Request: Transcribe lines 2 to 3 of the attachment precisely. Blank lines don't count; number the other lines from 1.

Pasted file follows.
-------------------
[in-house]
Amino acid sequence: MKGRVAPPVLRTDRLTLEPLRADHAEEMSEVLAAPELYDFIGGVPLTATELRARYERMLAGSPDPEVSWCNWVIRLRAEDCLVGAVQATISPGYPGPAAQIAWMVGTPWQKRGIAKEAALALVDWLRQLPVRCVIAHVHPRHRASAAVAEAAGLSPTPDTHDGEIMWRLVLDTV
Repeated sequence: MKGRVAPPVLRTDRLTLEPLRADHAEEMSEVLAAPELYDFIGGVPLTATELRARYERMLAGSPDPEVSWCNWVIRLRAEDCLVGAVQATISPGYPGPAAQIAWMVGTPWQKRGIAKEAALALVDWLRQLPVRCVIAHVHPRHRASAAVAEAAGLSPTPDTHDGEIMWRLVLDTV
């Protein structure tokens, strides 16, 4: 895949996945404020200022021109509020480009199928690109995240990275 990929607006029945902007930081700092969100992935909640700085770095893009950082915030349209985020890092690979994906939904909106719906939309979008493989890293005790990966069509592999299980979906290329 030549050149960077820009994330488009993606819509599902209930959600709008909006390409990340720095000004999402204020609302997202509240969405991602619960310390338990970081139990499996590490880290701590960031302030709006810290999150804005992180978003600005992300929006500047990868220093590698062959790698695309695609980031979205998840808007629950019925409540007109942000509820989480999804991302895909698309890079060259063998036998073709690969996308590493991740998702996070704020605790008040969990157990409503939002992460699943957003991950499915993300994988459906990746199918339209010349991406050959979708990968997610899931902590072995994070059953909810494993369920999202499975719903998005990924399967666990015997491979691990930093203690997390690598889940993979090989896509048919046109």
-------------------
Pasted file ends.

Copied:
Amino acid sequence: MKGRVAPPVLRTDRLTLEPLRADHAEEMSEVLAAPELYDFIGGVPLTATELRARYERMLAGSPDPEVSWCNWVIRLRAEDCLVGAVQATISPGYPGPAAQIAWMVGTPWQKRGIAKEAALALVDWLRQLPVRCVIAHVHPRHRASAAVAEAAGLSPTPDTHDGEIMWRLVLDTV
Repeated sequence: MKGRVAPPVLRTDRLTLEPLRADHAEEMSEVLAAPELYDFIGGVPLTATELRARYERMLAGSPDPEVSWCNWVIRLRAEDCLVGAVQATISPGYPGPAAQIAWMVGTPWQKRGIAKEAALALVDWLRQLPVRCVIAHVHPRHRASAAVAEAAGLSPTPDTHDGEIMWRLVLDTV